President Donald Trump became the first sitting US president to set foot in North Korea today when he met its leader, Kim Jong Un, in the Demilitarised Zone (DMZ) between the two Koreas and agreed to resume stalled nuclear talks.
The two men shook hands warmly and expressed hopes for peace when they met for the third time in just over a year on the old Cold War frontier that for decades has symbolised the hostility between their countries, which are technically still at war.
Mr Trump, escorted by Mr Kim, briefly crossed a military demarcation line into the North.
Moments later, they returned to the South Korean side and joined South Korea's President Moon Jae-in for a brief chat, marking an unprecedented three-way gathering.
Mr Trump and Mr Kim then held a closed-door meeting for nearly an hour.
"The meeting was a very good one, very strong ... We agreed to work out details," Mr Trump said. "We'll see what can happen,"
He said both sides would set up teams to push forward stalled talks aimed at getting North Korea to give up its nuclear weapons, adding he was in no rush for a deal.
Mr Trump and Mr Kim met for the first time in Singapore in June last year, and agreed to improve relations and work towards the denuclearisation of the Korean peninsula.
But there has been little progress since then.
A second summit in Hanoi, Vietnam, in February broke down after the two sides failed to narrow differences between a US demand for North Korea to give up its nuclear weapons and a North Korean demand for sanctions relief.
Mr Kim looked relaxed and smiled as he chatted with Mr Trump amidst a throng of press photographers, aides and bodyguards.
"I was surprised to see your message that you wanted to meet me," he told Mr Trump, referring to Mr Trump's Saturday offer, in a Twitter posting, to meet.
"This is an expression of his willingness" to work towards a new future, Mr Kim said.
Mr Kim said it would be a great honour if Mr Trump visited his capital of Pyongyang.
"To cross that line was a great honour," Mr Trump said, referring to his brief incursion into the North Korean side of the DMZ.
"It's a great day for the world," he said.
"We moved mountains" to arrange the meeting at such short notice, he said.
Mr Trump arrived in South Korea late on Saturday for talks with Mr Moon after attending a Group of 20 summit in Osaka, Japan, during which he made the surprise, spur-of-the-moment offer to meet Mr Kim, who accepted it.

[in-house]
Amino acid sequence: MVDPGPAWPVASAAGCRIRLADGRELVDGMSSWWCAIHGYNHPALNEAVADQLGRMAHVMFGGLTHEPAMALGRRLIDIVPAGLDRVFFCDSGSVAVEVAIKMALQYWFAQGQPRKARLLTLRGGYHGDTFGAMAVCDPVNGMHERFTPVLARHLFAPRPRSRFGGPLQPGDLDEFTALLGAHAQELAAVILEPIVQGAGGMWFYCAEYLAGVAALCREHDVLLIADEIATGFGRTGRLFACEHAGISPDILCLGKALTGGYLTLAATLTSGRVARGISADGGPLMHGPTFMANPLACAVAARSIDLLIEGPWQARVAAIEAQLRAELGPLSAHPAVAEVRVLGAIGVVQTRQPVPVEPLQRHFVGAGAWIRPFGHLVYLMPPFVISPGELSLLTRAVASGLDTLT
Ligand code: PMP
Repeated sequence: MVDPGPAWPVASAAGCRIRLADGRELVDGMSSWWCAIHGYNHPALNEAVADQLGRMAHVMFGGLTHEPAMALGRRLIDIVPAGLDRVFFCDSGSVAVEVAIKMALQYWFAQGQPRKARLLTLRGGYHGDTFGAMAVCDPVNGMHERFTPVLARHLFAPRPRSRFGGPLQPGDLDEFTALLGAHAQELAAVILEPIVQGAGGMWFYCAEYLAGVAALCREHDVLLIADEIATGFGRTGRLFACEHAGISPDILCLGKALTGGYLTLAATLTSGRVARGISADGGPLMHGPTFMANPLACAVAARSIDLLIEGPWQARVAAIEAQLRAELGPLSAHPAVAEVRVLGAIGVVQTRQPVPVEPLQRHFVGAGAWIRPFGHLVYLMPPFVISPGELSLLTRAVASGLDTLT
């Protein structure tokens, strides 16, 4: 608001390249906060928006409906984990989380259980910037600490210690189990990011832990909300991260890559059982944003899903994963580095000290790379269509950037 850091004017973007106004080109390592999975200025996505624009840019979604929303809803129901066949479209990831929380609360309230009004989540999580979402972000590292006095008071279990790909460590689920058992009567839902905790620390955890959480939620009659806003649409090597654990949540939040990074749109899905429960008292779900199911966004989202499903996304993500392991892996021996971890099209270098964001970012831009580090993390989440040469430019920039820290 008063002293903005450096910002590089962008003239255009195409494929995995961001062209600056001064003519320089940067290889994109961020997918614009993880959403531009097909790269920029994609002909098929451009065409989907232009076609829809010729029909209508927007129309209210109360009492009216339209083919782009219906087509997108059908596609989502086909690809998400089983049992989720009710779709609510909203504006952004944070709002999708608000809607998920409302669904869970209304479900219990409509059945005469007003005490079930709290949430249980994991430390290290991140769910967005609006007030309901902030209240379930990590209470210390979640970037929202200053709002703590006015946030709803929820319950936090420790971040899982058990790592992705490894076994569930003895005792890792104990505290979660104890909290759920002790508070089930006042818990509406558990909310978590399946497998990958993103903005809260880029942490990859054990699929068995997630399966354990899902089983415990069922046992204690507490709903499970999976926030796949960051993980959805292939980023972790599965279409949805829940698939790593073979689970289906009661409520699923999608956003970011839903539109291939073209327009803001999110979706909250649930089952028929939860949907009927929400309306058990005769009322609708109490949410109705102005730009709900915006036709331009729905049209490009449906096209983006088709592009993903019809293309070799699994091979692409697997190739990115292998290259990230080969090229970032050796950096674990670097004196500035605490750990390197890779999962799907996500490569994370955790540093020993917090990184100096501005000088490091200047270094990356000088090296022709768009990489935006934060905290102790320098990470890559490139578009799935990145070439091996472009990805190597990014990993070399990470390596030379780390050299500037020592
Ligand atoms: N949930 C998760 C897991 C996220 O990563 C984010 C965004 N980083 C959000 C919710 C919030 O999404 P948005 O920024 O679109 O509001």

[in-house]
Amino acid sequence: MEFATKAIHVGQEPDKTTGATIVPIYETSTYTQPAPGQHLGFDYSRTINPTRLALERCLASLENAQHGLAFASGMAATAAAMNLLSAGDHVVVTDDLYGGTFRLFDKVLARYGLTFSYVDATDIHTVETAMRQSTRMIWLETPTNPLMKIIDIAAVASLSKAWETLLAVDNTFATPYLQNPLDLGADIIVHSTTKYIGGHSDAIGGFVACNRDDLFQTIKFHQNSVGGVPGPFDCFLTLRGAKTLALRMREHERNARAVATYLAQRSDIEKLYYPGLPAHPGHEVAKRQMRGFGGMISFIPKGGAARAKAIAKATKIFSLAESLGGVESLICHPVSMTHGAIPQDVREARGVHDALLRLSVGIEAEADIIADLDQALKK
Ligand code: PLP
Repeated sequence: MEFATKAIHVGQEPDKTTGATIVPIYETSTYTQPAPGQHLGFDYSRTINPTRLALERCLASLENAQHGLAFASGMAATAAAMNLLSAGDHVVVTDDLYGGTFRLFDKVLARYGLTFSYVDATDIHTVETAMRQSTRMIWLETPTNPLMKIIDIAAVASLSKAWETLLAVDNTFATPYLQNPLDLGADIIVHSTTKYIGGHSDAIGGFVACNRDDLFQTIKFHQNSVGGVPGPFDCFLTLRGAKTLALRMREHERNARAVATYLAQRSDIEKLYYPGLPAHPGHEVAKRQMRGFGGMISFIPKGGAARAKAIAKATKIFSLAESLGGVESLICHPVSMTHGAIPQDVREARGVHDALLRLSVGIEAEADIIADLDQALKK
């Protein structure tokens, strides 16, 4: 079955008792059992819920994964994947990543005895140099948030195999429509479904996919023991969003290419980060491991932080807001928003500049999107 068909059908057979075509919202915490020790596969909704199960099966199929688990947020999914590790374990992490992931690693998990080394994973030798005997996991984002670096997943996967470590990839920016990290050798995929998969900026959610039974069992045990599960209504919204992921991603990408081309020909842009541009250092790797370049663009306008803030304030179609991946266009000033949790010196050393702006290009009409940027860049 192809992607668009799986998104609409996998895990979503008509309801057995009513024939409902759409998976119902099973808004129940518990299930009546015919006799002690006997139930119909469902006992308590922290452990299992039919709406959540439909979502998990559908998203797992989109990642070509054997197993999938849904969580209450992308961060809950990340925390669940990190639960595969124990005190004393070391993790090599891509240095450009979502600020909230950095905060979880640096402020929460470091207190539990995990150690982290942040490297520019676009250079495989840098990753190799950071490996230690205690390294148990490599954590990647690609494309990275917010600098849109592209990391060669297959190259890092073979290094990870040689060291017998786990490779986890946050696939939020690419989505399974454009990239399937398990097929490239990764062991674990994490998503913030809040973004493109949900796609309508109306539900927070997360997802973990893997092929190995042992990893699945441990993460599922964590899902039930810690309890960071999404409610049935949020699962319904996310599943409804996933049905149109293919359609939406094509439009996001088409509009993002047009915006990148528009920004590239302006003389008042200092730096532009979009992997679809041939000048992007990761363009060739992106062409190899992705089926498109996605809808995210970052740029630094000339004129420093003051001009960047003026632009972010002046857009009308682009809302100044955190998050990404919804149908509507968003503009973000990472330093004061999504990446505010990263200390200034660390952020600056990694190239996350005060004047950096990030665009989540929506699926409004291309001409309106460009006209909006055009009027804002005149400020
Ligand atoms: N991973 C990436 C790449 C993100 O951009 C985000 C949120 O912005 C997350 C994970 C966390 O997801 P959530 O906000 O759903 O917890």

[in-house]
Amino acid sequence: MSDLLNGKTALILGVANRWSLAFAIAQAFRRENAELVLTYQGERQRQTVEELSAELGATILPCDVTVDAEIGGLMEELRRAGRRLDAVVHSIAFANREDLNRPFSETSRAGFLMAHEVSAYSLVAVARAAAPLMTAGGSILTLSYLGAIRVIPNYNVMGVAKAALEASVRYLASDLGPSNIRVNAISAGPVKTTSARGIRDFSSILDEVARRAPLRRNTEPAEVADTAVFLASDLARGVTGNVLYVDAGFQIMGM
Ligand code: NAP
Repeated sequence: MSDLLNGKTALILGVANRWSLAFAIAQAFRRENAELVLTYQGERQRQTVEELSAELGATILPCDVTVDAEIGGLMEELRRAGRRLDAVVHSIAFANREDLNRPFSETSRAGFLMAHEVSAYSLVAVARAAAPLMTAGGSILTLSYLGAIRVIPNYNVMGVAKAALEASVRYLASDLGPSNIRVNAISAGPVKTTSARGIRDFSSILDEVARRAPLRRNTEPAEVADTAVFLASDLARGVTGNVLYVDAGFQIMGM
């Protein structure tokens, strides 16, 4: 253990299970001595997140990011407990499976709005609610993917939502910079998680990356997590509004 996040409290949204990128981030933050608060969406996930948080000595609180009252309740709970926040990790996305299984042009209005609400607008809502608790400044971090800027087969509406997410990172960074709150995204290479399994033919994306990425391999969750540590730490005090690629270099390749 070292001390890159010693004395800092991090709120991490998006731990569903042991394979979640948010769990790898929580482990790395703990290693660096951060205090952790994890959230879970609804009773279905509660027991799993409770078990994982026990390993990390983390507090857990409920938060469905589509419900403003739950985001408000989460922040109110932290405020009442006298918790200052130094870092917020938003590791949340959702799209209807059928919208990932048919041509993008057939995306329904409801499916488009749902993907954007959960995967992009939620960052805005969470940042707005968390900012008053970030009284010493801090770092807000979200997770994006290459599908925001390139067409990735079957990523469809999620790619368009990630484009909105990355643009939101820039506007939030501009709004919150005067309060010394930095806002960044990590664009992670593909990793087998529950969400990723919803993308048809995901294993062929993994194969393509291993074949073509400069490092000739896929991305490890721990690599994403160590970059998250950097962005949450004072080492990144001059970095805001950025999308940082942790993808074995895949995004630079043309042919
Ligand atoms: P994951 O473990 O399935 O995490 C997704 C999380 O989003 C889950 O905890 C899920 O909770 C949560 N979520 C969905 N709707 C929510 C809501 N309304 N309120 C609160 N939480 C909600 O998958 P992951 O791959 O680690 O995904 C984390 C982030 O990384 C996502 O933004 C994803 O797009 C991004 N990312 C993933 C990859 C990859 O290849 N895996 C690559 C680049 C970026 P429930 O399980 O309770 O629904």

Mr Trump and Mr Kim met in the so-called Joint Security Area (JSA), which is patrolled by soldiers from both Koreas. Mr Moon joined the two after their initial handshakes.
Mr Trump said he had "plenty of time" and was in "no rush" to reach a deal.
"We want to get it right," he said.
North Korea has pursued nuclear and missile programmes for years in defiance of United Nations Security Council resolutions, and easing tensions with North Korea is one of the US president's top foreign policy priorities.
The DMZ was set up after the 1950-53 Korean War ended in an armistice, not a truce, leaving North Korea and a US-led UN forces still technically at war.
Mr Trump's daughter, Ivanka - a White House adviser - is part of his entourage at the DMZ, along with her husband Jared Kushner. They were in the room for Mr Trump and Mr Kim's chat.
Mr Moon said earlier a handshake between Mr Trump and Mr Kim at the DMZ would be a historic event, and would give hope for progress in their dialogue.
"It would set a significant milestone in the process of achieving complete denuclearisation and lasting peace on the Korean peninsula," Mr Moon told Mr Trump.
Mr Kim and Mr Moon held their historic first summit in the zone last year, which preceded the first US-North Korean summit in Singapore in June last year.
Mr Moon has championed efforts to end hostilities between North Korea and the United States, vowing to play a mediator role in nudging North Korea into giving up its nuclear weapons in exchange for sanctions relief and security guarantees.
Some South Korean analysts said a Trump-Kim encounter would do little to advance progress on denuclearisation.
"Trump is trying to get a free hand in controlling peace on the Korean peninsula with his tweets and we can't let that happen," said Kim Dong-yup of Kyungnam University's Institute for Far Eastern Studies in Seoul.
"It's a strategy and technique he adopted to deal with those who are in a weak position in negotiations, and that's for domestic politics."
- Reuters / BBC